As was the case in Thailand, these provisions often destabilize politics by legitimizing individuals and groups seeking to undermine the status quo. Several of today’s trouble spots, including Mali, Turkey, and Venezuela, have constitutional rights to resist. In many ways, the regimes in these countries couldn’t be more different. But they also share something else: disputed legitimacy at the time of their ascension.
Here’s how this dynamic typically plays out:
Step 1: A government with questionable democratic credentials takes administrative control following a coup or revolution, or else is democratically elected after previously failing to seize power through one of the above. Soon afterward, these rulers consolidate their power by drafting a new constitution—one which includes a “right to resist,” ostensibly meant to serve as ex-post-facto validation of their past attempts to overthrow their predecessors.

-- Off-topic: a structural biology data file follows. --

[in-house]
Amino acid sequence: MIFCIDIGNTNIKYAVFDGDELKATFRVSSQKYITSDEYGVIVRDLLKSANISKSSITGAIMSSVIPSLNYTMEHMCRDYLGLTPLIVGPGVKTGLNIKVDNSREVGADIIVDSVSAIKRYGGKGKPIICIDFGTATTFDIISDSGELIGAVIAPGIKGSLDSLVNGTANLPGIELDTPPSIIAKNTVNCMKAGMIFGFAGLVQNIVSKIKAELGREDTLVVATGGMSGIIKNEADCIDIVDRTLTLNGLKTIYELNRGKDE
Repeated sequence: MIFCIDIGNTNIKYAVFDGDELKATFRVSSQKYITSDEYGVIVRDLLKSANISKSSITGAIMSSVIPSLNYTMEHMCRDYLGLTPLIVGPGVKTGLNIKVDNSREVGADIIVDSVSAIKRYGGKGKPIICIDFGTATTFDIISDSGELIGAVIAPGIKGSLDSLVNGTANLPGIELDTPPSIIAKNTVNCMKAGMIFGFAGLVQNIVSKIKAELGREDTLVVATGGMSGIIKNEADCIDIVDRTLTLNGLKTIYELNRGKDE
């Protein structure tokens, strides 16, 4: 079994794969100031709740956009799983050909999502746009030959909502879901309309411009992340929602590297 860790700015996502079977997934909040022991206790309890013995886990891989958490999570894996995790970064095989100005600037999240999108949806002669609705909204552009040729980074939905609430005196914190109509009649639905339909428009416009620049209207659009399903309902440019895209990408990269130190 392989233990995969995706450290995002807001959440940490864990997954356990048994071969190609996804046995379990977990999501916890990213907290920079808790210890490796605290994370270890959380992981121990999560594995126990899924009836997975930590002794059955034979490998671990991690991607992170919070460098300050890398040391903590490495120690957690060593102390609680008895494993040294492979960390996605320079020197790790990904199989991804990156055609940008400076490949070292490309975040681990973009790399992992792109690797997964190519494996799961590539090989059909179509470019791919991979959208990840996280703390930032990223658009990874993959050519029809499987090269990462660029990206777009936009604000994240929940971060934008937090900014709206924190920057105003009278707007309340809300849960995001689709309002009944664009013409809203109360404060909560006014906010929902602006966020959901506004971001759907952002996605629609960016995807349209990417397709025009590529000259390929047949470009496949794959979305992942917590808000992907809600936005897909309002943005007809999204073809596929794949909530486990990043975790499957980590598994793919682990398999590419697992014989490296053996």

Step 2: In Faustian fashion, the proviso becomes a thorn in the side of the administrations that govern under the new constitution, as agitators and enemies wield it to foment instability. When that instability grows great enough, it produces a crisis that topples the very system it was supposed to be legitimizing. And yet, the provision—or one like it—often sticks around in the next constitutional revision, since taking it out might signal weakness or fear on the part of the country’s new rulers.
Step 3: Rinse and repeat.